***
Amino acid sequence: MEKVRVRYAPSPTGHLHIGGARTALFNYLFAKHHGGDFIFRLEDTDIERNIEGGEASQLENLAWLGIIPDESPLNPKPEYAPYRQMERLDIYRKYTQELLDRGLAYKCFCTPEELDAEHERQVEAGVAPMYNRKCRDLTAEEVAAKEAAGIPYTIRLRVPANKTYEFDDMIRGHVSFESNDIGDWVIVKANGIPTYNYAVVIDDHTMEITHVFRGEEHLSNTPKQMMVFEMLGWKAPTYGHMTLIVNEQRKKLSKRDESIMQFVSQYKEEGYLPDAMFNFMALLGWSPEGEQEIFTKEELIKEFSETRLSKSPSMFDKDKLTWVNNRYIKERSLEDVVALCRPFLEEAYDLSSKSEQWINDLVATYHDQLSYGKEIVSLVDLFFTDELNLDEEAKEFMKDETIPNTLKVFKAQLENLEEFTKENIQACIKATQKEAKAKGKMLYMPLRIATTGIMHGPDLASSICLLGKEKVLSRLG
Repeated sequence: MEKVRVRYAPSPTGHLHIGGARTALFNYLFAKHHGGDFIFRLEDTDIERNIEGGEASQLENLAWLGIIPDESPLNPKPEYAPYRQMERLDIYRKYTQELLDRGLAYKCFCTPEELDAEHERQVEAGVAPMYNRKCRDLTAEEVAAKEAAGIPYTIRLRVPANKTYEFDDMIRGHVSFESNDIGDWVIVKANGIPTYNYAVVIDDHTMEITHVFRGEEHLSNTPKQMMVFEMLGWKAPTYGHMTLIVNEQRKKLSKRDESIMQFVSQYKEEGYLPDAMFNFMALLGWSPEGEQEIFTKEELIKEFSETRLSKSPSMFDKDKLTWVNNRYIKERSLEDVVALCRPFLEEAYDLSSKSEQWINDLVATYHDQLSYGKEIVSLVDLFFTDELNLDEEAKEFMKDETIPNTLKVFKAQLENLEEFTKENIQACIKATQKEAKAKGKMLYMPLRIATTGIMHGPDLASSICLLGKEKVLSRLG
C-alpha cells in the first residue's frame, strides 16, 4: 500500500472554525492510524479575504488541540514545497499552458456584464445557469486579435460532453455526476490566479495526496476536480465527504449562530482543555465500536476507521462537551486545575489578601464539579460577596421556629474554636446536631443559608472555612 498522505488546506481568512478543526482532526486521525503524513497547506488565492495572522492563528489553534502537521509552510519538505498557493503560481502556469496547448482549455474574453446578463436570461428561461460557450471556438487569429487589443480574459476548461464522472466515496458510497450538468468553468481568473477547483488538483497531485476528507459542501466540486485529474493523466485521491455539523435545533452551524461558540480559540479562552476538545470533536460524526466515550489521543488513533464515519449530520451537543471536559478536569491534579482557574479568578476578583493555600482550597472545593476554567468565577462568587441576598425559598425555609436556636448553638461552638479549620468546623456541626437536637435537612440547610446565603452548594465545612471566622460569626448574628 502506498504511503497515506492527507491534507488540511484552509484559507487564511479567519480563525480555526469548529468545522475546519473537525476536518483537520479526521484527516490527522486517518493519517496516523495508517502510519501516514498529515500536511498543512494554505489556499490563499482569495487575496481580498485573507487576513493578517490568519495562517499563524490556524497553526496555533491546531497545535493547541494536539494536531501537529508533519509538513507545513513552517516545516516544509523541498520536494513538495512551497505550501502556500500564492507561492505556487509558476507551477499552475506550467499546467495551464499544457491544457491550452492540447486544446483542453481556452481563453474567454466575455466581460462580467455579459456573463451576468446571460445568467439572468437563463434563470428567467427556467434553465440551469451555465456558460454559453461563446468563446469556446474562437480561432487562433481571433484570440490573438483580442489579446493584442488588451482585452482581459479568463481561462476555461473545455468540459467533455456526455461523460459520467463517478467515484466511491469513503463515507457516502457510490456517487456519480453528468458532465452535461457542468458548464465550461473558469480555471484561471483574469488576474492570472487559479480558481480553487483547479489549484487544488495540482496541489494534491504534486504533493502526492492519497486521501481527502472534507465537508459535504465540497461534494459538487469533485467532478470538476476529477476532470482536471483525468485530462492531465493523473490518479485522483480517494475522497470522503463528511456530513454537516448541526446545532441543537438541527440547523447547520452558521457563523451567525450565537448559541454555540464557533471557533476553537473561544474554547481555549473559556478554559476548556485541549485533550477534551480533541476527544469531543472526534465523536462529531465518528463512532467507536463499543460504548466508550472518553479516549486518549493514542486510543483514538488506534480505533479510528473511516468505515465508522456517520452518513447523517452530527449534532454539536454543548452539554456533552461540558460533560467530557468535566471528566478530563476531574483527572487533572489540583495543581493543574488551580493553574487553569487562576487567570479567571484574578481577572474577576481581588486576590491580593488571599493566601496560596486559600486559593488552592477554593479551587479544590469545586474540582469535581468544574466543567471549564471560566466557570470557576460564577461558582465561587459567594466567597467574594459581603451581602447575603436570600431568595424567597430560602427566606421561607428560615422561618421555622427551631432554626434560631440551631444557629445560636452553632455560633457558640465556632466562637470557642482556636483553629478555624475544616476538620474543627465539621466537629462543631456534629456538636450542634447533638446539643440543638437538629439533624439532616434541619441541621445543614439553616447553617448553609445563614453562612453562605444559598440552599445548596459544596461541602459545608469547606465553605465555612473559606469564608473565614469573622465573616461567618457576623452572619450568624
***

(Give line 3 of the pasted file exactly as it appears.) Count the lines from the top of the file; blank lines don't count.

C-alpha cells in the first residue's frame, strides 16, 4: 500500500472554525492510524479575504488541540514545497499552458456584464445557469486579435460532453455526476490566479495526496476536480465527504449562530482543555465500536476507521462537551486545575489578601464539579460577596421556629474554636446536631443559608472555612 498522505488546506481568512478543526482532526486521525503524513497547506488565492495572522492563528489553534502537521509552510519538505498557493503560481502556469496547448482549455474574453446578463436570461428561461460557450471556438487569429487589443480574459476548461464522472466515496458510497450538468468553468481568473477547483488538483497531485476528507459542501466540486485529474493523466485521491455539523435545533452551524461558540480559540479562552476538545470533536460524526466515550489521543488513533464515519449530520451537543471536559478536569491534579482557574479568578476578583493555600482550597472545593476554567468565577462568587441576598425559598425555609436556636448553638461552638479549620468546623456541626437536637435537612440547610446565603452548594465545612471566622460569626448574628 502506498504511503497515506492527507491534507488540511484552509484559507487564511479567519480563525480555526469548529468545522475546519473537525476536518483537520479526521484527516490527522486517518493519517496516523495508517502510519501516514498529515500536511498543512494554505489556499490563499482569495487575496481580498485573507487576513493578517490568519495562517499563524490556524497553526496555533491546531497545535493547541494536539494536531501537529508533519509538513507545513513552517516545516516544509523541498520536494513538495512551497505550501502556500500564492507561492505556487509558476507551477499552475506550467499546467495551464499544457491544457491550452492540447486544446483542453481556452481563453474567454466575455466581460462580467455579459456573463451576468446571460445568467439572468437563463434563470428567467427556467434553465440551469451555465456558460454559453461563446468563446469556446474562437480561432487562433481571433484570440490573438483580442489579446493584442488588451482585452482581459479568463481561462476555461473545455468540459467533455456526455461523460459520467463517478467515484466511491469513503463515507457516502457510490456517487456519480453528468458532465452535461457542468458548464465550461473558469480555471484561471483574469488576474492570472487559479480558481480553487483547479489549484487544488495540482496541489494534491504534486504533493502526492492519497486521501481527502472534507465537508459535504465540497461534494459538487469533485467532478470538476476529477476532470482536471483525468485530462492531465493523473490518479485522483480517494475522497470522503463528511456530513454537516448541526446545532441543537438541527440547523447547520452558521457563523451567525450565537448559541454555540464557533471557533476553537473561544474554547481555549473559556478554559476548556485541549485533550477534551480533541476527544469531543472526534465523536462529531465518528463512532467507536463499543460504548466508550472518553479516549486518549493514542486510543483514538488506534480505533479510528473511516468505515465508522456517520452518513447523517452530527449534532454539536454543548452539554456533552461540558460533560467530557468535566471528566478530563476531574483527572487533572489540583495543581493543574488551580493553574487553569487562576487567570479567571484574578481577572474577576481581588486576590491580593488571599493566601496560596486559600486559593488552592477554593479551587479544590469545586474540582469535581468544574466543567471549564471560566466557570470557576460564577461558582465561587459567594466567597467574594459581603451581602447575603436570600431568595424567597430560602427566606421561607428560615422561618421555622427551631432554626434560631440551631444557629445560636452553632455560633457558640465556632466562637470557642482556636483553629478555624475544616476538620474543627465539621466537629462543631456534629456538636450542634447533638446539643440543638437538629439533624439532616434541619441541621445543614439553616447553617448553609445563614453562612453562605444559598440552599445548596459544596461541602459545608469547606465553605465555612473559606469564608473565614469573622465573616461567618457576623452572619450568624